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The Way Home [Kindle Edition]

George P. Pelecanos
4.0 out of 5 stars  See all reviews (52 customer reviews)

Print List Price: $14.99
Kindle Price: $9.74
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Book Description

Christopher Flynn is trying to get it right. After years of trouble and rebellion that enraged his father and nearly cost him his life, he has a steady job in his father's company, he's seriously dating a woman he respects, and, aside from the distrust that lingers in his father's eyes, his mistakes are firmly in the past.

One day on the job, Chris and his partner come across a temptation almost too big to resist. Chris does the right thing, but old habits and instincts rise to the surface, threatening this new-found stability with sudden treachery and violence. With his father and his most trusted friends, he takes one last chance to blast past the demons trying to pull him back.

Like Richard Price or William Kennedy, Pelecanos pushes his characters to the extremes, their redemption that much sweeter because it is so hard fought. Pelecanos has long been celebrated for his unerring ability to portray the conflicts men feel as they search and struggle for power and love in a world that is often harsh and unforgiving but can ultimately be filled with beauty.

Editorial Reviews

From Publishers Weekly

Bestseller Pelecanos (The Turnaround) probes the volatile and fragile relationship between a father, Thomas Flynn, and his son, Chris, in this less than satisfying effort. As a rebellious teen into drugs, Chris had minor brushes with the law and did a stint in juvenile prison. Now 26, he's working for his father's D.C.-area carpet installation business and staying clean. Still, Thomas remains disappointed in his son's lack of achievement or ambition, and Chris remains resentful that he's not accepted for who he is. A rather tired device, a bag of stolen money found by Chris and a friend and fellow former inmate, serves to set in motion a chain of actions that will lead to critical decisions for both Flynns. Pelecanos adroitly sketches the obstacles and temptations that face juvenile offenders in and after prison, but this novel, with its dispassionate style, never manages to generate high suspense or evoke much sympathy for its characters. Author tour. (May)
Copyright © Reed Business Information, a division of Reed Elsevier Inc. All rights reserved.

From The New Yorker

Notions of revenge, redemption, and justice fuel this thriller, set in Washington, D.C. After a stint in juvenile hall, Chris Flynn sets out to turn his life around, taking a job as a carpet installer for his father, a flooring supplier, despite their contentious relationship. When Chris and a friend find fifty thousand dollars hidden beneath the floorboards at a job site, they must contend with a pair of sadistic ex-cons eager to reclaim the money, stolen during a jewelry heist years earlier. Despite its hard-charging elements, the story unfolds almost languidly, and it is clear that Pelecanos, a seasoned novelist and a writer for “The Wire,” means to provoke more than quickened heartbeats. His passionate advocacy for juvenile-prison reform—and his well-reasoned argument that a poorly run system can punish petty offenders far more severely than their crimes merit—occasionally turns the plot into a polemic.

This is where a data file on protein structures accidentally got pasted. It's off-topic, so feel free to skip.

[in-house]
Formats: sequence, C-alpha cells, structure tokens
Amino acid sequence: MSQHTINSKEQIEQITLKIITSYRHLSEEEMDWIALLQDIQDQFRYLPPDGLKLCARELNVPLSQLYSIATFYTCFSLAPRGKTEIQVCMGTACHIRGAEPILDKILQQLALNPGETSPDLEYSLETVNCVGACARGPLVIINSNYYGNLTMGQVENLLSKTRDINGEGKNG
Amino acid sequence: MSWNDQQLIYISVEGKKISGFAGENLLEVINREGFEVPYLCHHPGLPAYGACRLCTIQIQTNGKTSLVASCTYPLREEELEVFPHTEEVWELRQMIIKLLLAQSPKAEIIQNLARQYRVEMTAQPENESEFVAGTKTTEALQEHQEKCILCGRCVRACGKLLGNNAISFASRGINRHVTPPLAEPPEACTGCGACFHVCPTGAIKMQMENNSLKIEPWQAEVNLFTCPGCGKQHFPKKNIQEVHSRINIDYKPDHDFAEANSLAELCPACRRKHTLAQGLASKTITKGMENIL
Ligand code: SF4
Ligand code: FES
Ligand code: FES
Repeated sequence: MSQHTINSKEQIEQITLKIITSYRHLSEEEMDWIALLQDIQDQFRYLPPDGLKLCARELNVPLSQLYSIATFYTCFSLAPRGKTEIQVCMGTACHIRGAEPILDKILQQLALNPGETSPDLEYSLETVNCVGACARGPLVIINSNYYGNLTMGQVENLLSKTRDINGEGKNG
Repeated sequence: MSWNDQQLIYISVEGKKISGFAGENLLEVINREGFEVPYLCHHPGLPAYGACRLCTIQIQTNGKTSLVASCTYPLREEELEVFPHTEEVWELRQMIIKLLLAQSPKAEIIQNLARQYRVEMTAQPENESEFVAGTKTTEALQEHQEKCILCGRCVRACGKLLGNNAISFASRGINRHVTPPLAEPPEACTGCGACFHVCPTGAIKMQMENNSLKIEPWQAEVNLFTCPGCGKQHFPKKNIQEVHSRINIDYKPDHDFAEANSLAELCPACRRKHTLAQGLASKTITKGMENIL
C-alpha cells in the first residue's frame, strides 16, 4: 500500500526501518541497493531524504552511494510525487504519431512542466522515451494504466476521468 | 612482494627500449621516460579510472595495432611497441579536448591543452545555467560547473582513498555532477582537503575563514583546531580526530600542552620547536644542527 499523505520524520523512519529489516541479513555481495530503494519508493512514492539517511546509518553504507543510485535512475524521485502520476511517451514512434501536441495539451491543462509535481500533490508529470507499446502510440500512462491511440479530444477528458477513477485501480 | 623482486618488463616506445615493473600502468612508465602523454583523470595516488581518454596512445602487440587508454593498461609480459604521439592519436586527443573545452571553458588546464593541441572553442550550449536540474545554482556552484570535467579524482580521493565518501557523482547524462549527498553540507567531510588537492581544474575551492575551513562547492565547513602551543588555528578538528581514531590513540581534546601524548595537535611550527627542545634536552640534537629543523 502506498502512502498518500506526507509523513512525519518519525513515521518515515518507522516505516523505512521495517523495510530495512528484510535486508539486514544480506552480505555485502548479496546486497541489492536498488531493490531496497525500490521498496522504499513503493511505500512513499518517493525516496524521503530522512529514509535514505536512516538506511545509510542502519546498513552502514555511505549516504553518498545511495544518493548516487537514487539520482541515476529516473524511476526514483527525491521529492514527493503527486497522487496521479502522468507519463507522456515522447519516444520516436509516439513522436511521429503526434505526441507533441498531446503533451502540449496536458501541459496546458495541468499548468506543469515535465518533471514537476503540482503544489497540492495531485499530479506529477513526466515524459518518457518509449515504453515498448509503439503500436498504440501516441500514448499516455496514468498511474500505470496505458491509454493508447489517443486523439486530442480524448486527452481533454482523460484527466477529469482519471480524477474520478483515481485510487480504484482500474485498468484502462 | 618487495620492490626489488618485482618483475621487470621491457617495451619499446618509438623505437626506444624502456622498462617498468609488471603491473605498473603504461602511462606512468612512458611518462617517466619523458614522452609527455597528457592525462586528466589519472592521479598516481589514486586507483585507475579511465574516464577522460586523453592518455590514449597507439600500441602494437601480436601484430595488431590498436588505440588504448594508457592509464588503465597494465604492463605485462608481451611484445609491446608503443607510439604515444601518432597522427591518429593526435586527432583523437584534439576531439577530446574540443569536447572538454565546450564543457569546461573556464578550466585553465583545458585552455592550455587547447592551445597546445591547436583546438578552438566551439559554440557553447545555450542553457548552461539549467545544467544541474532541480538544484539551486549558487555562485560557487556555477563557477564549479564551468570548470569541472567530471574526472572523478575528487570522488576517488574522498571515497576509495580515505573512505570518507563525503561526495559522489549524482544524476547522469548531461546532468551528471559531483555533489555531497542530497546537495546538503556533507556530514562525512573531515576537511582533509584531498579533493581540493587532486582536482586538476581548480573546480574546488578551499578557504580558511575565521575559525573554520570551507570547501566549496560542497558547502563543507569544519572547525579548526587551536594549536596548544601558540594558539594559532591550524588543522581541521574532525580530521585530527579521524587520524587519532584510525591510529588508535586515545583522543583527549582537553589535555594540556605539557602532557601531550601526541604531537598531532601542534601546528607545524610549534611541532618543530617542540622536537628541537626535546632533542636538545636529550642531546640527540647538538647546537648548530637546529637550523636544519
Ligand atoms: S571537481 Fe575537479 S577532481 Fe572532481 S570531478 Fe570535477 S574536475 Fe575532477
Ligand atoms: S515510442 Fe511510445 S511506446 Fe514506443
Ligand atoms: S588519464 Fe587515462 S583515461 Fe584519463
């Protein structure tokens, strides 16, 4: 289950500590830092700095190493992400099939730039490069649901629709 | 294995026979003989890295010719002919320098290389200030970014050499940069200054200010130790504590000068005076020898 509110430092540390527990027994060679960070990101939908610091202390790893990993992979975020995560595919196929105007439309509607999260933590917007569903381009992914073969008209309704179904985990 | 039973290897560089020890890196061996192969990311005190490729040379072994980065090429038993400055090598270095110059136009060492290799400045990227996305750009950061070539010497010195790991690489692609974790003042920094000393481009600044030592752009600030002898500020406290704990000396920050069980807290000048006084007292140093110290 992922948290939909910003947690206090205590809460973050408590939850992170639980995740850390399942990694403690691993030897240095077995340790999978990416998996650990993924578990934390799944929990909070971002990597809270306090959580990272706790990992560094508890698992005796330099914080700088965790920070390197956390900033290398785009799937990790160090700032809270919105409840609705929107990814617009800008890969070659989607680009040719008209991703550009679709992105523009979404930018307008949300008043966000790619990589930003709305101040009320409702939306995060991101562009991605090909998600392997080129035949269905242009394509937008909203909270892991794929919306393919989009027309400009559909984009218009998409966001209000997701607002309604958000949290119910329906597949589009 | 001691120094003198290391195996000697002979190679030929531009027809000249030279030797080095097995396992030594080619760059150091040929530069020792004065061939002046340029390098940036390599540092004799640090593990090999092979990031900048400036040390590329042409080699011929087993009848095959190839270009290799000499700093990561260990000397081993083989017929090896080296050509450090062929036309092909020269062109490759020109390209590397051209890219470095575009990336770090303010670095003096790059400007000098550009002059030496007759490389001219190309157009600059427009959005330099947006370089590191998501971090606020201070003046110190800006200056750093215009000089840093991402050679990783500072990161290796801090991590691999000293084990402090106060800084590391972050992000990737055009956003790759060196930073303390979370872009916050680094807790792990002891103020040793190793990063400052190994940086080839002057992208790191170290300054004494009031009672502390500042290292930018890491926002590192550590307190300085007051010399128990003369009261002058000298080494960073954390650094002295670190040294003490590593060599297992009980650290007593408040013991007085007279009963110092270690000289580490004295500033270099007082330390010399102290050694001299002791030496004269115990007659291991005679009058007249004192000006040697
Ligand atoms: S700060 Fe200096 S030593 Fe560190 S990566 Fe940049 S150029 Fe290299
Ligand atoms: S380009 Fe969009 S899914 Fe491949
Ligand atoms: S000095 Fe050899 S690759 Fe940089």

Copyright ©2008 Click here to subscribe to The New Yorker

Product Details

  • File Size: 857 KB
  • Print Length: 336 pages
  • Publisher: Little, Brown and Company; 1 edition (April 22, 2009)
  • Sold by: Hachette Book Group
  • Language: English
  • ASIN: B0027976QS
  • Text-to-Speech: Not enabled
  • X-Ray:
  • Word Wise: Not Enabled
  • Lending: Not Enabled
  • Amazon Best Sellers Rank: #584,583 Paid in Kindle Store (See Top 100 Paid in Kindle Store)
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Customer Reviews

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22 of 22 people found the following review helpful
4.0 out of 5 stars More good stuff from Mr Pelecanos May 21, 2009
Less than 12 months after last book The Turnaround Pelecanos returns with another solid, enoyable read.

When Chris Flynn & co-worker Ben find $50,000 hidden in a cut-away floorboard while fitting a carpet in an empty house they leave it there, even though the temptation is there to take it. Both have been in trouble before & met in a juvenile detention centre but are trying to go straight. Ben fatefully lets their secret out to another ex inmate, the money is stolen & the people it belongs to come looking for it.

The book, though, is really about the relationship between Chris & his father, Tommy & how it is possible to change over time & earn a second chance. There is a lot of back story regarding Chris' time at Pine Ridge correctional facility & his day to day working life for his fathers floor laying firm after his release. This is the backbone of the book & balances the missing money plot nicely.

Pelecanos has a high profile at the moment due to his work on The Wire & well deserved it is, too. More mellow these days (the punky fizz of earlier Nick Stefanos books almost gone) he can still keep readers interested in the lives of his characters by making them plausible & real. Highly recommended.
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29 of 34 people found the following review helpful
It looks like I'm the first reviewer to give The Way Home less than 3 stars so clearly I'm in the minority. My grievances with this novel can be divided into two categories; matters of personal taste and issues or problems with the novel that should be universal.

On matters of taste - I'm not a fan of stories about redemption and I don't like sentimental schmaltz. The Way Home is not so much a crime thriller as it is a novel about the relationship between parents and their children and the expectations that each generation has about the importance of 'getting ahead' and 'making something of ones' self'.

I also don't care for novels that view complex issues in a one-sided manner. The Way Home climbs right up on that soap box and preaches about the inadequacies of the juvenile detention system and the need for reform. The young criminals in this novel all redeem themselves in the end. The heavy handed message is that these troubled young men need to be understood and be given a hand up. I don't disagree, but the novel is so painfully one-sided that it actually loses credibility.

Of course, there are plenty of readers who like sentimental schmaltz. If you happen to be one of them, you'll find it here. It just doesn't appeal to me.